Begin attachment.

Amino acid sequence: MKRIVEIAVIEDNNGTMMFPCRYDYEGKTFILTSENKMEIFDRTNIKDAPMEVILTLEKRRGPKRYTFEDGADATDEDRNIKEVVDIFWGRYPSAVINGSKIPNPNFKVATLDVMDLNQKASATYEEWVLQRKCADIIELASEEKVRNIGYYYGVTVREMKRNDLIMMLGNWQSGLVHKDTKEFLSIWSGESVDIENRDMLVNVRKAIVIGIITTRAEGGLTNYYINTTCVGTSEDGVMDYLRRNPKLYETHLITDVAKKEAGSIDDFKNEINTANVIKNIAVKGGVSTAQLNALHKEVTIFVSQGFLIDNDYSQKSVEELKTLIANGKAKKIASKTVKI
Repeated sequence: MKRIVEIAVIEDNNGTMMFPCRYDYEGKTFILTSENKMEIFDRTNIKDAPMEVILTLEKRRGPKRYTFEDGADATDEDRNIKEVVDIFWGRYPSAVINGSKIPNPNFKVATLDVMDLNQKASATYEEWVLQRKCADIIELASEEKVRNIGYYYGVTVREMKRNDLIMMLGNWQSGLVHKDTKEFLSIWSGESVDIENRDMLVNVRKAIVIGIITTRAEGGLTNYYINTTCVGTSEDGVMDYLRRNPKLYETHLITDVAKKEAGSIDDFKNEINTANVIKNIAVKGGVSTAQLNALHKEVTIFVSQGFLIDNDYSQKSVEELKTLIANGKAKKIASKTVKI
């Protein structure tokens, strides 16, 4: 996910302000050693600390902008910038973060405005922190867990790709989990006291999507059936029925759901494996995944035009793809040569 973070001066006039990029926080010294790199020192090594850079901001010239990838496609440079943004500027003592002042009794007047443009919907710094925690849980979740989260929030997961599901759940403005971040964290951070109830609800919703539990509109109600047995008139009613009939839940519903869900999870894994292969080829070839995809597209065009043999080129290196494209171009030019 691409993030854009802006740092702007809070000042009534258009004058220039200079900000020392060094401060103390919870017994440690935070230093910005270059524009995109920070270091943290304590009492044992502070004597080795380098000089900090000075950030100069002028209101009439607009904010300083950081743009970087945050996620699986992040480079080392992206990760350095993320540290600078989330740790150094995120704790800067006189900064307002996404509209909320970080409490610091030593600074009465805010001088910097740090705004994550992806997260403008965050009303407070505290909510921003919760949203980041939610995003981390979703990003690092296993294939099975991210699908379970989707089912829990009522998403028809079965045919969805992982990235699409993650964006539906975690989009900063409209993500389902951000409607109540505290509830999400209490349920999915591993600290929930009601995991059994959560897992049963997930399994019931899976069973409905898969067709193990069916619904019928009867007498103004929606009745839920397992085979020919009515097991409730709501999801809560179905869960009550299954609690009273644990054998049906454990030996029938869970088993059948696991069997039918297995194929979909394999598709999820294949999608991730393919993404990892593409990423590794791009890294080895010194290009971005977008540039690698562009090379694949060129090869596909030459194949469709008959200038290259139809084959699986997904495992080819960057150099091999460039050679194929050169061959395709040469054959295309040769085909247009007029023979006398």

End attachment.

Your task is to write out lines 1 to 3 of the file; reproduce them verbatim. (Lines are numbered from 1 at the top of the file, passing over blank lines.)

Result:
Amino acid sequence: MKRIVEIAVIEDNNGTMMFPCRYDYEGKTFILTSENKMEIFDRTNIKDAPMEVILTLEKRRGPKRYTFEDGADATDEDRNIKEVVDIFWGRYPSAVINGSKIPNPNFKVATLDVMDLNQKASATYEEWVLQRKCADIIELASEEKVRNIGYYYGVTVREMKRNDLIMMLGNWQSGLVHKDTKEFLSIWSGESVDIENRDMLVNVRKAIVIGIITTRAEGGLTNYYINTTCVGTSEDGVMDYLRRNPKLYETHLITDVAKKEAGSIDDFKNEINTANVIKNIAVKGGVSTAQLNALHKEVTIFVSQGFLIDNDYSQKSVEELKTLIANGKAKKIASKTVKI
Repeated sequence: MKRIVEIAVIEDNNGTMMFPCRYDYEGKTFILTSENKMEIFDRTNIKDAPMEVILTLEKRRGPKRYTFEDGADATDEDRNIKEVVDIFWGRYPSAVINGSKIPNPNFKVATLDVMDLNQKASATYEEWVLQRKCADIIELASEEKVRNIGYYYGVTVREMKRNDLIMMLGNWQSGLVHKDTKEFLSIWSGESVDIENRDMLVNVRKAIVIGIITTRAEGGLTNYYINTTCVGTSEDGVMDYLRRNPKLYETHLITDVAKKEAGSIDDFKNEINTANVIKNIAVKGGVSTAQLNALHKEVTIFVSQGFLIDNDYSQKSVEELKTLIANGKAKKIASKTVKI
């Protein structure tokens, strides 16, 4: 996910302000050693600390902008910038973060405005922190867990790709989990006291999507059936029925759901494996995944035009793809040569 973070001066006039990029926080010294790199020192090594850079901001010239990838496609440079943004500027003592002042009794007047443009919907710094925690849980979740989260929030997961599901759940403005971040964290951070109830609800919703539990509109109600047995008139009613009939839940519903869900999870894994292969080829070839995809597209065009043999080129290196494209171009030019 691409993030854009802006740092702007809070000042009534258009004058220039200079900000020392060094401060103390919870017994440690935070230093910005270059524009995109920070270091943290304590009492044992502070004597080795380098000089900090000075950030100069002028209101009439607009904010300083950081743009970087945050996620699986992040480079080392992206990760350095993320540290600078989330740790150094995120704790800067006189900064307002996404509209909320970080409490610091030593600074009465805010001088910097740090705004994550992806997260403008965050009303407070505290909510921003919760949203980041939610995003981390979703990003690092296993294939099975991210699908379970989707089912829990009522998403028809079965045919969805992982990235699409993650964006539906975690989009900063409209993500389902951000409607109540505290509830999400209490349920999915591993600290929930009601995991059994959560897992049963997930399994019931899976069973409905898969067709193990069916619904019928009867007498103004929606009745839920397992085979020919009515097991409730709501999801809560179905869960009550299954609690009273644990054998049906454990030996029938869970088993059948696991069997039918297995194929979909394999598709999820294949999608991730393919993404990892593409990423590794791009890294080895010194290009971005977008540039690698562009090379694949060129090869596909030459194949469709008959200038290259139809084959699986997904495992080819960057150099091999460039050679194929050169061959395709040469054959295309040769085909247009007029023979006398």